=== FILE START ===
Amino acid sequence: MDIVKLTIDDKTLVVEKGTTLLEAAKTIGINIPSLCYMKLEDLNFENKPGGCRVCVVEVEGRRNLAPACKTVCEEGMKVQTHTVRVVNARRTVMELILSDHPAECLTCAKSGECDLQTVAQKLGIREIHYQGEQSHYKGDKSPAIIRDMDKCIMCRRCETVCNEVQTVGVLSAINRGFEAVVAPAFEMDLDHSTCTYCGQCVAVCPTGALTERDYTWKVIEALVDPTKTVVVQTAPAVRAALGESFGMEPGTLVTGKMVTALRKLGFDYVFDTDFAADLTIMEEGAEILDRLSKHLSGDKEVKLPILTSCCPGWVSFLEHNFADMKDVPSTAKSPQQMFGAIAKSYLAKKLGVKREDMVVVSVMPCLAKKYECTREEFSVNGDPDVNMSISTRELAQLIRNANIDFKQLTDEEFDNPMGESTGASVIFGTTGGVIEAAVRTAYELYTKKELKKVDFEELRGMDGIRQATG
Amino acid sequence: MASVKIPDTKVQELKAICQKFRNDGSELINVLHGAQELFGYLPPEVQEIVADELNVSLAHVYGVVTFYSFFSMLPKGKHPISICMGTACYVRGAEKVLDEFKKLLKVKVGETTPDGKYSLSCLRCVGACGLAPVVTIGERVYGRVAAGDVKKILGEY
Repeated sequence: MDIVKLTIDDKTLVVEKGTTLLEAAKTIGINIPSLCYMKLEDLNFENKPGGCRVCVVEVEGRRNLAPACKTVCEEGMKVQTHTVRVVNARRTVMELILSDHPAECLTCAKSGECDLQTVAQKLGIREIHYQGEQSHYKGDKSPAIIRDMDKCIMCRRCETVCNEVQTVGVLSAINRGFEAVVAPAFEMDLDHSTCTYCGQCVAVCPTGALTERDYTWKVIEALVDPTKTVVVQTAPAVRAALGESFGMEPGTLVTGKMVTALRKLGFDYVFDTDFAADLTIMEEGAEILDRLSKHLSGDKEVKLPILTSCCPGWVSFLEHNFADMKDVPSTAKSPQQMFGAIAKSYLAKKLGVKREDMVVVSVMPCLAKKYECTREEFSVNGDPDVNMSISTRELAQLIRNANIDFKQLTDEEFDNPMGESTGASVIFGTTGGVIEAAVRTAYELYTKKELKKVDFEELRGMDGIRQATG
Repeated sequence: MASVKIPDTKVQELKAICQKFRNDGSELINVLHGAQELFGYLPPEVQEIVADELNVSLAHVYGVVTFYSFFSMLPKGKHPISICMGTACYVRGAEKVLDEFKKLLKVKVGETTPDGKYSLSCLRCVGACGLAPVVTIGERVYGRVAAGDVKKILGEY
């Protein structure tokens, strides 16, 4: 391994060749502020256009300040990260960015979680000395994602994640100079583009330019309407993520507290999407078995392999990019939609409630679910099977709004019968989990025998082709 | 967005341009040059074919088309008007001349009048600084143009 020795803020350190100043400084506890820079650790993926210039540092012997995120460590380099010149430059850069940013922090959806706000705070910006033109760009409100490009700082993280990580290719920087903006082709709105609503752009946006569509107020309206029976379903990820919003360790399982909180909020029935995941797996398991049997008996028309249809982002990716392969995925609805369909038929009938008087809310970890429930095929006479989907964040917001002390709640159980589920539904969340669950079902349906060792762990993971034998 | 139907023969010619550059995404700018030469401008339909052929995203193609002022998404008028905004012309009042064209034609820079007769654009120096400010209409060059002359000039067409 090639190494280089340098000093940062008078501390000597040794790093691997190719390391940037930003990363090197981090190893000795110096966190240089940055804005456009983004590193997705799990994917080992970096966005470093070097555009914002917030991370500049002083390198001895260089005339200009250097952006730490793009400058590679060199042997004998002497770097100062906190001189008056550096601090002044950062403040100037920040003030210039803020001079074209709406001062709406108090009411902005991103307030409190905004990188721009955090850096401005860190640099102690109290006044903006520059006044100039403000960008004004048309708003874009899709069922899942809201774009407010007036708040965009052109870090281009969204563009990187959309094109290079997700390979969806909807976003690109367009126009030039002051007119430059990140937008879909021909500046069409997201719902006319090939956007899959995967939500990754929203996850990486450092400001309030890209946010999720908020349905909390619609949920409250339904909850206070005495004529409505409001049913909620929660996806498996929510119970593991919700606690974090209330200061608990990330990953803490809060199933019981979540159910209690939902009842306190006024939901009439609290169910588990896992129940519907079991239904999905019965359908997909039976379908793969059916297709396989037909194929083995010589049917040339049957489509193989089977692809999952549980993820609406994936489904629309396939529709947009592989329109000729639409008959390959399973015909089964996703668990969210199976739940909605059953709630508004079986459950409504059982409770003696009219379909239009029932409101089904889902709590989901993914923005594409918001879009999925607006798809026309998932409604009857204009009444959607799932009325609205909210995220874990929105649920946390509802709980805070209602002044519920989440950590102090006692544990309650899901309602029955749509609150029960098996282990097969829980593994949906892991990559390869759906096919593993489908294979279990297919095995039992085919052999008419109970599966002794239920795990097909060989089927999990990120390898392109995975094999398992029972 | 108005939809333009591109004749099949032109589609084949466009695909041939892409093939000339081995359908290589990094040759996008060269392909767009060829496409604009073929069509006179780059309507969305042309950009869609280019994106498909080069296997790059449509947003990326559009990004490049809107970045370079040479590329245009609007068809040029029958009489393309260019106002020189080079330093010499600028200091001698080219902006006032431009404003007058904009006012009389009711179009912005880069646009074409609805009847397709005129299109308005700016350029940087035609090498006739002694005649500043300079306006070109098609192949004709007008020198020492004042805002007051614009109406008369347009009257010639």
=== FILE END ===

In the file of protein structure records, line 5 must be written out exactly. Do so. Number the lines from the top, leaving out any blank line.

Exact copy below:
């Protein structure tokens, strides 16, 4: 391994060749502020256009300040990260960015979680000395994602994640100079583009330019309407993520507290999407078995392999990019939609409630679910099977709004019968989990025998082709 | 967005341009040059074919088309008007001349009048600084143009 020795803020350190100043400084506890820079650790993926210039540092012997995120460590380099010149430059850069940013922090959806706000705070910006033109760009409100490009700082993280990580290719920087903006082709709105609503752009946006569509107020309206029976379903990820919003360790399982909180909020029935995941797996398991049997008996028309249809982002990716392969995925609805369909038929009938008087809310970890429930095929006479989907964040917001002390709640159980589920539904969340669950079902349906060792762990993971034998 | 139907023969010619550059995404700018030469401008339909052929995203193609002022998404008028905004012309009042064209034609820079007769654009120096400010209409060059002359000039067409 090639190494280089340098000093940062008078501390000597040794790093691997190719390391940037930003990363090197981090190893000795110096966190240089940055804005456009983004590193997705799990994917080992970096966005470093070097555009914002917030991370500049002083390198001895260089005339200009250097952006730490793009400058590679060199042997004998002497770097100062906190001189008056550096601090002044950062403040100037920040003030210039803020001079074209709406001062709406108090009411902005991103307030409190905004990188721009955090850096401005860190640099102690109290006044903006520059006044100039403000960008004004048309708003874009899709069922899942809201774009407010007036708040965009052109870090281009969204563009990187959309094109290079997700390979969806909807976003690109367009126009030039002051007119430059990140937008879909021909500046069409997201719902006319090939956007899959995967939500990754929203996850990486450092400001309030890209946010999720908020349905909390619609949920409250339904909850206070005495004529409505409001049913909620929660996806498996929510119970593991919700606690974090209330200061608990990330990953803490809060199933019981979540159910209690939902009842306190006024939901009439609290169910588990896992129940519907079991239904999905019965359908997909039976379908793969059916297709396989037909194929083995010589049917040339049957489509193989089977692809999952549980993820609406994936489904629309396939529709947009592989329109000729639409008959390959399973015909089964996703668990969210199976739940909605059953709630508004079986459950409504059982409770003696009219379909239009029932409101089904889902709590989901993914923005594409918001879009999925607006798809026309998932409604009857204009009444959607799932009325609205909210995220874990929105649920946390509802709980805070209602002044519920989440950590102090006692544990309650899901309602029955749509609150029960098996282990097969829980593994949906892991990559390869759906096919593993489908294979279990297919095995039992085919052999008419109970599966002794239920795990097909060989089927999990990120390898392109995975094999398992029972 | 108005939809333009591109004749099949032109589609084949466009695909041939892409093939000339081995359908290589990094040759996008060269392909767009060829496409604009073929069509006179780059309507969305042309950009869609280019994106498909080069296997790059449509947003990326559009990004490049809107970045370079040479590329245009609007068809040029029958009489393309260019106002020189080079330093010499600028200091001698080219902006006032431009404003007058904009006012009389009711179009912005880069646009074409609805009847397709005129299109308005700016350029940087035609090498006739002694005649500043300079306006070109098609192949004709007008020198020492004042805002007051614009109406008369347009009257010639």